11. #11
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    Default Re: Food for thought: At what levels is B12 absorption best?

    Hi Smoothie, if you see that dietician again, please ask about that flaxoil/pumpkinseed thing again! I wonder what her/his sources are...

  12. #12

    Default Re: Food for thought: At what levels is B12 absorption best?

    i don't think i will, but i've read some of her books. she's been studying vegetarianism/veganism/detoxification and healthy living for about 30 years - i totally rely on the information

  13. #13
    Ex-admin Korn's Avatar
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    Default Re: Food for thought: At what levels is B12 absorption best?

    ...and if I say that there are many people who have studied veganism for 35 years, and that they say that there is no B12 in flax oil or pumpkin seeds, who would you trust then?

  14. #14

    Default Re: Food for thought: At what levels is B12 absorption best?

    probably her well, anyway, it's hell delicious, so it wouldn't hurt to try?

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    Default Re: Food for thought: At what levels is B12 absorption best?

    Korn,
    Do you have any information on the absorption of sublingual B12? I've been taking source naturals sublingual B12 - 5mg since I got a blood test back that had me at 100 something. Once you're deficient, how long does it take for you to build back up where you don't have to worry anymore.

    Also I read somewhere that the methylcobalmin is less stable, so I worry I'm not getting as much as I think if destable-izes itself.

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    Default Re: Food for thought: At what levels is B12 absorption best?

    In today's Health Report on abc-radio national, there was a discussion relating to a recent study over a period of 2 yrs in New Zealand. There were two cohorts, one lot ate a diet that included B vitamins and folate in plant form, the other lot took vitamin tablets of B6, B12, and Folate. At the end of 2 years the only difference in health between the two groups, was that those who ate plants were significantly better off healthwise than those who ate the vit tabs. In fact, those taking vit tabs may have been careless about eating plant foods, but certainly their homocysteine had increased.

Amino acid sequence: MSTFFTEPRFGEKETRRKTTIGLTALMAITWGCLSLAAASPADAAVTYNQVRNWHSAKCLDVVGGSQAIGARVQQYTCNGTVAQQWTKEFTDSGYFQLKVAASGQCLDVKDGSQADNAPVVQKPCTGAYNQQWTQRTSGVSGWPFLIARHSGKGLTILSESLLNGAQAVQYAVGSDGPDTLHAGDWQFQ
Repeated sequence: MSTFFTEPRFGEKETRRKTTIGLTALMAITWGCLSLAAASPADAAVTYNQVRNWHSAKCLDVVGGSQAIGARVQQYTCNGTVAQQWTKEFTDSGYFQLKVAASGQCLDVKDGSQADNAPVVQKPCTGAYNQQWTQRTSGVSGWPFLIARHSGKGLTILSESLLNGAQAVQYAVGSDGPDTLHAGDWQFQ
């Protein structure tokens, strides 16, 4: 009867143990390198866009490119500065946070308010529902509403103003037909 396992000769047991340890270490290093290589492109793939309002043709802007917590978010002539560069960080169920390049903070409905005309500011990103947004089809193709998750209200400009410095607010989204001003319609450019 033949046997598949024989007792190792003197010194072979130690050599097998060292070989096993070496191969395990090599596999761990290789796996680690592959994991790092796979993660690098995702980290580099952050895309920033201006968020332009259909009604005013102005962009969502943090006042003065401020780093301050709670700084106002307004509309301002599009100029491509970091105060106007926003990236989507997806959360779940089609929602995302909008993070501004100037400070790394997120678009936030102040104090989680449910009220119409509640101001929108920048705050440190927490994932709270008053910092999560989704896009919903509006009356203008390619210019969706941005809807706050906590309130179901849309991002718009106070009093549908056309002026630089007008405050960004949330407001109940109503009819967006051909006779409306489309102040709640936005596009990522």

Eve

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    Default Re: Food for thought: At what levels is B12 absorption best?

    Here are some more numbers re. B12 absorption rates:
    http://www.ncbi.nlm.nih.gov/pmc/articles/PMC2532799/table/T1/#TF1-4

    1 μg 0.56 μg (56%) 0.01 μg (1.2%)
    10 μg 1.6 μg (16%) 0.1 μg (1.2%)
    50 μg 1.5 μg (3%) 0.6 μg (1.2%)
    500 μg 9.7 μg (2%) 7.0 μg (1.3%)
    1000 μg ~ 13 μg (1.3%) ~ 12 μg (1.2%)


    This article from 2008 suggests that when consuming 50 mcg, only 3% of the B12 is absorbed, with an intake of 500 mcg, only 2% is absorbed, and 1.3% or ~ 13 μg B12 is absorbed when consuming 1000 mcg.

    This is for people with normal absorption. Others (1-2% of the population) have much lower absorption rates (see the table).

    The estimated daily requirement for people with normal absorption rate is ~ 1 μg/day.

    And - again: "If the main source of B12 is a supplement taken daily, at least 10 g should be taken. If it is taken weekly, 2000 g is required. The variation in recommended weekly intake is because absorption of B12 is best at small doses below 0.5 g, where about 70% of available B12 is absorbed." (Source: Vegan Society.) This leads to an interesting question: if the B12 absorption rate keeps increasing the closer we get to 0 mcg B12, and is as high as 70% if we take 0.5 mcg.... what would the absorption rate be if we took only, say, 0.3 mcg B12 (and were exposed to no B12-antagonists)? The question is interesting because several sources have written about how one may get what usually are considered insignificant amounts of B12 from certain plants, algae, natural (non-chlorified) water, B12-synthesis in the mouth and so on.

    And what about as small amounts as 0.1 mcg - for a person who is not exposed to all the 'modern' B12-killers? If people living, say, 500 years ago without tobacco, alcohol, sugar etc would consume as little as 0.1 mcg from various sources, but do that eg three times a day, they would probably have a 100% absorption rate (or very close). And since the current recommendations of a B12 intake of 2 or 2.4 mcg B12 originally was based on the idea that we'll absorb only a small amount of what we consume (Dr Herbert suggested that 0.1-to 0.3 mcg B12 most likely was enough for people with a normal absorption).... then people would actually get their 0.1-0.3 mcg B12 from those microsources they constantly were exposed to (only organic food, "unprocessed" water etc) and a lot of *fresh* food. Remember that B12 is highly light sensitive, so just storing some plants a daylight for a few days could reduce their B12 levels.
    I will not eat anything that walks, swims, flies, runs, skips, hops or crawls.